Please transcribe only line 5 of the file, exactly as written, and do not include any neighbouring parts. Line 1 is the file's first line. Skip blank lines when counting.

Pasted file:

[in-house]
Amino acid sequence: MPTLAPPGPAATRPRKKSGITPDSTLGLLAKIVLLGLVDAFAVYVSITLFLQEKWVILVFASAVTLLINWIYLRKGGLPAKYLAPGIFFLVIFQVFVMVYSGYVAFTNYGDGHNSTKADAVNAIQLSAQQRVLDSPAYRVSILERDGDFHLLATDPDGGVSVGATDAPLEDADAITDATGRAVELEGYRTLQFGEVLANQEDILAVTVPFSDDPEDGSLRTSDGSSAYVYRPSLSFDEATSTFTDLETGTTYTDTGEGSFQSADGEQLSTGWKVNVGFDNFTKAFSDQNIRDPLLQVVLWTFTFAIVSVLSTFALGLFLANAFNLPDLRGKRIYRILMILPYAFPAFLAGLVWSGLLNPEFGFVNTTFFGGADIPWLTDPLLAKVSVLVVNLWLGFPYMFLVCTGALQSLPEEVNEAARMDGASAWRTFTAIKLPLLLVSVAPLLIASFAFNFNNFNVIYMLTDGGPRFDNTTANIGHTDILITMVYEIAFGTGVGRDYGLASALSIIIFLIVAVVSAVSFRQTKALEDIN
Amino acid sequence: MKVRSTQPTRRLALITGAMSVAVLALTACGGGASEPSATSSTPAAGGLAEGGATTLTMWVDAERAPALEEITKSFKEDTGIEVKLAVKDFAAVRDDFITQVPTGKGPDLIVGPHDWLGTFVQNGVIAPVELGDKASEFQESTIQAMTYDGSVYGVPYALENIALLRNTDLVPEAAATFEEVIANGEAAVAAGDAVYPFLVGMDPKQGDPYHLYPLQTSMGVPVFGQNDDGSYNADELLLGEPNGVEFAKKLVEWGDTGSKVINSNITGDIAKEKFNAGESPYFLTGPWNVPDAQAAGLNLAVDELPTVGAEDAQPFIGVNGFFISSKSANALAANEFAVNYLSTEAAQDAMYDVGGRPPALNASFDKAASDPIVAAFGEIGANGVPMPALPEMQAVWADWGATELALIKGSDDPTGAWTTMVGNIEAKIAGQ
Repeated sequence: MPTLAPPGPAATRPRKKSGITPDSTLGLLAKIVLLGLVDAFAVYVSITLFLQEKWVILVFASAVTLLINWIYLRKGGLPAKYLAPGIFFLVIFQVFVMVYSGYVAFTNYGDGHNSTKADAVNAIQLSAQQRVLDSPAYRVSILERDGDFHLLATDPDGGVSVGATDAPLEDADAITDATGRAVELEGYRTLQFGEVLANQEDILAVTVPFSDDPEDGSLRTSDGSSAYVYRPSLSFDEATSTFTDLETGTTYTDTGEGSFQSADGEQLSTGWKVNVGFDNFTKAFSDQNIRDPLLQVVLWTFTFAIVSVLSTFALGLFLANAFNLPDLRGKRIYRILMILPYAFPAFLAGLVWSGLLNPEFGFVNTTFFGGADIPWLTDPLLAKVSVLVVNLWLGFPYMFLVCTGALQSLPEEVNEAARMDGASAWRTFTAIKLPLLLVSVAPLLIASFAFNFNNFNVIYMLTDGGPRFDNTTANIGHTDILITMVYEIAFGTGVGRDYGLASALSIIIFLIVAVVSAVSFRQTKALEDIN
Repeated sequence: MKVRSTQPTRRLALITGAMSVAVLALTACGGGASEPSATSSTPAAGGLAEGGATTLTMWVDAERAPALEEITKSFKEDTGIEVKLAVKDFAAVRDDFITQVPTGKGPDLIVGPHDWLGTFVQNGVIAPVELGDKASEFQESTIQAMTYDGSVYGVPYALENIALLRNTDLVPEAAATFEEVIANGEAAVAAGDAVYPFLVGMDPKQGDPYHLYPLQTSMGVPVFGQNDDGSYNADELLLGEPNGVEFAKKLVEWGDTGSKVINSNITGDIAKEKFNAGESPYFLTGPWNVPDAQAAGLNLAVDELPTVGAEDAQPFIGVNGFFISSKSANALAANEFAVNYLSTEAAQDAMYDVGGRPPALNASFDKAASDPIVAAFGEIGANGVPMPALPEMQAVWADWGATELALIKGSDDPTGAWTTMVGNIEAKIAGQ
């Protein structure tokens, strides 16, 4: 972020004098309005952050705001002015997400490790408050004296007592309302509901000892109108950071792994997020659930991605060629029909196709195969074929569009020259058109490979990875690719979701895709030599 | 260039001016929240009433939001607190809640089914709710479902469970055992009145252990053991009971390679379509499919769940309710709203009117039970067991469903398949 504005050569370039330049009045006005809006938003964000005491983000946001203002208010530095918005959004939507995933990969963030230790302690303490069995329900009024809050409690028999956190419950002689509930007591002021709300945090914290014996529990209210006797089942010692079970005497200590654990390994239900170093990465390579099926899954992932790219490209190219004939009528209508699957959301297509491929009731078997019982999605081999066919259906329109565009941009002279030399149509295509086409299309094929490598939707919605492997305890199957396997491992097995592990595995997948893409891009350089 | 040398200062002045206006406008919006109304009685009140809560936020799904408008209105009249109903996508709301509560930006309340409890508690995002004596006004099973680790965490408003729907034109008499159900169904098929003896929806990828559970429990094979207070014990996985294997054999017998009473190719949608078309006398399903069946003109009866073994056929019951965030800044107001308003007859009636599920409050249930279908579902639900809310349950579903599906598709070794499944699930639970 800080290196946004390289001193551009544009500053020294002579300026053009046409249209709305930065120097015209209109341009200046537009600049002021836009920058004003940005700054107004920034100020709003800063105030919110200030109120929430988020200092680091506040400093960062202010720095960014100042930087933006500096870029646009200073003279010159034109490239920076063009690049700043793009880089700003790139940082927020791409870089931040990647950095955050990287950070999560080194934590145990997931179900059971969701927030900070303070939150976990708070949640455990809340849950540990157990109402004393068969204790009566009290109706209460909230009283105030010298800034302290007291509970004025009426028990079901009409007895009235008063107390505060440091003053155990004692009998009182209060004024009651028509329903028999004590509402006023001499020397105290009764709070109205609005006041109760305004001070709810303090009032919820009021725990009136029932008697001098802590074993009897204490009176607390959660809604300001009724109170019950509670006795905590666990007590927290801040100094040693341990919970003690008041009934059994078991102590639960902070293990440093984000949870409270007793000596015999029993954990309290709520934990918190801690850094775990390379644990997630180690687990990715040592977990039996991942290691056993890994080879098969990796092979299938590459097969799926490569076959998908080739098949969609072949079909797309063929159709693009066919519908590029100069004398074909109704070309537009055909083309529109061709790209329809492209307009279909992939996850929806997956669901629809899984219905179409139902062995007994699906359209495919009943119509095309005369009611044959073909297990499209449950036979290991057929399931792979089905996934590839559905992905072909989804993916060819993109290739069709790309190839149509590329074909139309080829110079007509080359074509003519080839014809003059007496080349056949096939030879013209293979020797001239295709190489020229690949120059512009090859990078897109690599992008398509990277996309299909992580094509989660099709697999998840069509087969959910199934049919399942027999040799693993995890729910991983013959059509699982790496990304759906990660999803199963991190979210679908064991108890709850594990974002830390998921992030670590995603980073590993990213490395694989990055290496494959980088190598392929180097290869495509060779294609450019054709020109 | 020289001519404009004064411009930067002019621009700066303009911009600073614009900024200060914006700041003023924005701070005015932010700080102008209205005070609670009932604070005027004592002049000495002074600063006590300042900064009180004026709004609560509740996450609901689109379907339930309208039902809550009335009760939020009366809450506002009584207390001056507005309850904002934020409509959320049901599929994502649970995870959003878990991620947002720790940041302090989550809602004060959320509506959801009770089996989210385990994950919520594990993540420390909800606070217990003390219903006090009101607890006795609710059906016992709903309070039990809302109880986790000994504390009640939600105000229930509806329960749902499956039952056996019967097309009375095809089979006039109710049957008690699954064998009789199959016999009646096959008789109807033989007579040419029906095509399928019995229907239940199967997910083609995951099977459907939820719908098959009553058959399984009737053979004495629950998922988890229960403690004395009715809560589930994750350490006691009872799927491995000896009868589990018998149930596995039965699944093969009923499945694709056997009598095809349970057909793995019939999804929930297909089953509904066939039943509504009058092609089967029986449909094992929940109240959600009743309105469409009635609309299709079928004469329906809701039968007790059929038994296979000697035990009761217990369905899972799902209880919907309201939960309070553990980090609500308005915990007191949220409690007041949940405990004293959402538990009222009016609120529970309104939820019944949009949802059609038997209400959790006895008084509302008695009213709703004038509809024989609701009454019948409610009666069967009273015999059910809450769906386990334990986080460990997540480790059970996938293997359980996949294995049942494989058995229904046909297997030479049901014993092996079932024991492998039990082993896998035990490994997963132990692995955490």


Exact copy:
Repeated sequence: MKVRSTQPTRRLALITGAMSVAVLALTACGGGASEPSATSSTPAAGGLAEGGATTLTMWVDAERAPALEEITKSFKEDTGIEVKLAVKDFAAVRDDFITQVPTGKGPDLIVGPHDWLGTFVQNGVIAPVELGDKASEFQESTIQAMTYDGSVYGVPYALENIALLRNTDLVPEAAATFEEVIANGEAAVAAGDAVYPFLVGMDPKQGDPYHLYPLQTSMGVPVFGQNDDGSYNADELLLGEPNGVEFAKKLVEWGDTGSKVINSNITGDIAKEKFNAGESPYFLTGPWNVPDAQAAGLNLAVDELPTVGAEDAQPFIGVNGFFISSKSANALAANEFAVNYLSTEAAQDAMYDVGGRPPALNASFDKAASDPIVAAFGEIGANGVPMPALPEMQAVWADWGATELALIKGSDDPTGAWTTMVGNIEAKIAGQ